Review: ‘Colors’ by Beck

Much like the chocolate boxes of Forrest Gump, you never know what you’re going to get when it comes to Beck (unlike chocolate boxes in real life, which are clearly labeled). He’s a tough artist to pin down: a rapper, an Americana singer, a low-key alternative rocker. Beck doesn’t so much think outside the box as he just lives outside it, and it’s made his career an exciting one to follow. Beck’s previous album, Morning Phase, found harmony between understated acoustic guitar plucks and the uneasy ambiance of soaring strings. All in all, the 2014 album stood out as one of Beck’s finest achievements, which created an ineludible disadvantage for this year’s follow-up Colors.

In contrast to Morning Phase, Colors is exuberant and rejuvenative. Consider Beck’s career at the time—2008’s Modern Guilt officially fulfilled Beck’s record contract with Interscope Records, and he would remain without a record label for nearly seven years. Morning Phase, released under Capitol Records, was Beck’s triumphant return to the music scene, and the large-scale success of the album (including a Grammy win for Album of the Year) kickstarted a second phase of Beck’s career.

“There was a very strong positive feeling that was happening while we were making [Colors], this renewed appreciation and affection for playing music,” Beck told NME earlier this month. And renewed he sounds, with sprightly warmth and buoyant spirit nestled in his vocal chords, a far cry from the unflappable slacker messiah of the ‘90s. Colors is, first and foremost, a splashy dance rock record, something Beck has never really done before. But unlike most of his albums, what’s fresh for Beck isn’t necessarily fresh overall; Colors is catchy and glossy, but it gets by far more on Beck’s talents as a performer than a songwriter.

It’s not unlike Kanye West’s approach to the grimy, industrial Yeezus: anomalous and interesting to his personal discography, but not particularly standout in its own genre. That is to say that Colors, even at its best, still only functions as an imitation. The title track and “Dreams” sound like auditions for MGMT. “Up All Night” is everything Maroon 5 dreams of being. “Seventh Heaven” and “Square One” elicit warm memories of Phoenix’s terrific Wolfgang Amadeus Phoenix. As a listener and critic, I’m torn between the album’s conventionality and its enrapturing, undeniable liveliness—that difficult dichotomy between songwriter and performer that seems to define much of Colors.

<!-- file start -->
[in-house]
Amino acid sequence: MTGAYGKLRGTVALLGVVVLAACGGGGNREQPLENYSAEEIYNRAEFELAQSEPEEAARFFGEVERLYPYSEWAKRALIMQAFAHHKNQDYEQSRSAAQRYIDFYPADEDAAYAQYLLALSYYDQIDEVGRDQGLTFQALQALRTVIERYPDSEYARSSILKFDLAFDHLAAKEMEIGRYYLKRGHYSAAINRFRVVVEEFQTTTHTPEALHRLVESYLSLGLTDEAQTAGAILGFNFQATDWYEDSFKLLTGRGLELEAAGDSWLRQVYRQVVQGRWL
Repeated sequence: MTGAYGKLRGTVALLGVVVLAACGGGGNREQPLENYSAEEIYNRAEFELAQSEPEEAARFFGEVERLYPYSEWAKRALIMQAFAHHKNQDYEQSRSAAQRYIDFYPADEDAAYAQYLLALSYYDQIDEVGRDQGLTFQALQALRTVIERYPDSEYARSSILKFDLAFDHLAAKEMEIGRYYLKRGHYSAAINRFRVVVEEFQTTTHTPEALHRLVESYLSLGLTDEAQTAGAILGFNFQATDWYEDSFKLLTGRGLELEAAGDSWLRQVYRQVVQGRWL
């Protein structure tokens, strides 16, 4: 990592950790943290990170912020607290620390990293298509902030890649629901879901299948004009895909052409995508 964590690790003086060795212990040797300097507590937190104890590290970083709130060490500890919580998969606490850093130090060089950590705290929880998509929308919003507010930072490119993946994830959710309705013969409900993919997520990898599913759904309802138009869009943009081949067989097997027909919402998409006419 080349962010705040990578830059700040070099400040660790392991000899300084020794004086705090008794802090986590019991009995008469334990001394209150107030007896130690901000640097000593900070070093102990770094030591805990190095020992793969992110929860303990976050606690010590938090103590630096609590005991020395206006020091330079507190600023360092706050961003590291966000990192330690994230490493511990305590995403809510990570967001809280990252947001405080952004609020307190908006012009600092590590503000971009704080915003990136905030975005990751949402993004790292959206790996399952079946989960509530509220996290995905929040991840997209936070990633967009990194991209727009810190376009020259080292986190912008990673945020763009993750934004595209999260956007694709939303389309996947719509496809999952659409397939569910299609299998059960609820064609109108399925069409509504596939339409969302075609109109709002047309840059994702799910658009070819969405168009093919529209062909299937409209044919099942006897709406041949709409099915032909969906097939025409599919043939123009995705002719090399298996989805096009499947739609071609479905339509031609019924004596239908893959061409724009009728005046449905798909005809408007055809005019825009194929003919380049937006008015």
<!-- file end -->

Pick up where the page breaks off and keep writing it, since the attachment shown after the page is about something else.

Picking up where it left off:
Beck manages to pepper a few of his own signature quirks into the album. “I’m So Free” brushes a sleek pop coating over the rapping on the bridge and hard guitars on the chorus, signatures of a ‘90s alt-rock Beck project. “Wow” goes for broke on Beck’s alternative hip-hop roots, combining his laid-back delivery with a funky trap instrumental. Beck himself was reluctant to put “Wow” on the album, unsure if people would like it, and expressed surprise when the studio decided to release it as a single last year. “Wow” is all over the place lyrically, and on some listens, it comes across to me as corny and unfocused, other times fun and imaginative. And while I don’t know if I can dislike any song that finds a context (read: excuse) for rhyming “jiu jitsu” with “shih tzu,” it doesn’t feel like Beck’s lax delivery has aged particularly well. On the other end of the musical spectrum, “Dear Life” is a Morning Phase joint jolted to great life with the pop rock lifeblood of The Beatles.

Beck is more than excused for wanting to take a victory lap after Morning Phase revitalized his love of performance. Beck the performer is at his A-game here, charismatic and elastic as always. But Beck the songwriter, more often than not, fails to make an imprint on the genre in a lasting or meaningful way. Now and again, that’s permissible. Following a long career of taking musical risks, sometimes an artist needs to just play. Because for all of the time spent traversing the territories outside of convention, one of the marks of a great performer is a willingness to use what works and return to the inside of the box. Every once in a while, there’s something sweet (and clearly labeled) inside.


Photo courtesy of NPR.

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